Right now, the company is looking at a very cost-effective and appealing 3D printing prototype. With a 3.2m x 2.4m x 2.8m build space, this robotic arm can 3D print very large modular structures with high resolution finishing opportunities, while a wide variety of PLA and ABS based materials are already on their radar. Through adaptable layer heights and extrusion thicknesses, as well as a customizable extrusion path (thanks to these 6-axis arms) a lot should become possible.

Much of this work has been achieved through an initial £100,000 seed fund, and a few months ago Cam was optimistic enough to look at a price range of less than £1,000 (approximately $1200 USD). Crowdfunding opportunities could them be used to generate enough money to fund final development. “We’d be mostly concentrating on making customers happy. We realize there are going to be unanticipated problems with the product so the strategy is to talk directly with customers about improvement then to focus on getting bigger,” he adds “Eventually the long-term vision of the company would be to change the construction industry by bringing artificial intelligence to the built environment.”

Much thus still needs to be done, but the Daedalus Pavilion is certainly a step in the right direction. To actually 3D print this structure, Ai Build teamed up with renowned developers Arup Engineers – known for the development of the Sydney Opera House and the Centre Pompidou. Together, they showcased just what 3D printing and Ai can do for construction, and used NVIDIA GPUs to run a combination of computer vision and deep learning algorithms to greatly improve the 3D printing speed and accuracy.

As a result, the pavilion was constructed at record speeds, and definitely showcases Ai Build’s technological potential. “We're tremendously excited to premiere "Daedalus Pavilion" at our first GTC in Europe. This collaboration between Ai Build and Arup is a strikingly tangible taste of how even established industries like construction will be transformed by artificial intelligence,” said Jack Watts, NVIDIA's Deep Learning Start-up Business Manager.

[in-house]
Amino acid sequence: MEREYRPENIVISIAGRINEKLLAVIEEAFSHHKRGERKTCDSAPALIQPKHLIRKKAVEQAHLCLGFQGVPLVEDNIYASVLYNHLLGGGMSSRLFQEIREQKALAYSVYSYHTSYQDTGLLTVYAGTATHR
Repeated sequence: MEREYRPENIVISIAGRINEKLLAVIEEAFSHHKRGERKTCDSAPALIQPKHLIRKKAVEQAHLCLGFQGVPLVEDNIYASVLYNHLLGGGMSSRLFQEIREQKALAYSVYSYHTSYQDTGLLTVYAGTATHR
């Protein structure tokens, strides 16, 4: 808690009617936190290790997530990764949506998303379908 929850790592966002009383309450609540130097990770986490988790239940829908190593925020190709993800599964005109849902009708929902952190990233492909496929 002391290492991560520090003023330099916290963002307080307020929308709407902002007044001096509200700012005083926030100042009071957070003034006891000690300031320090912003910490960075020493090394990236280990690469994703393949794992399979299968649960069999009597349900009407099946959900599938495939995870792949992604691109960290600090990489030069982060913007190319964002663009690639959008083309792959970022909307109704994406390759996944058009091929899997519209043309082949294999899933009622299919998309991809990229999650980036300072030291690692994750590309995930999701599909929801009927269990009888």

During construction Arup was mostly focused on creating a structurally sound pavilion, say Arup’s James Griffith and Henry Unterreiner. “Our structural engineering expertise, combined with the latest large scale 3D printing technology, has enabled us to create an elegant and structurally efficient form with an optimized distribution of material,” they said. “Digital manufacturing is becoming increasingly common in the construction industry. Arup is committed to help lead innovation in this area: using our expertise to aid the development of new technologies; ensuring benefits are seen by both the industry and by clients; and promoting the environmental benefits that digital fabrication could provide.”

While smart homes are thus not quite on the agenda yet, this pavilion certainly points in the right direction. After the conclusion of the Amsterdam event, the pavilion will be dismantled and returned to London, with future showcase events already planned.



Posted in 3D Printing Application



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Paul Denino wrote at 10/20/2016 3:12:27 PM:

this is pretty nis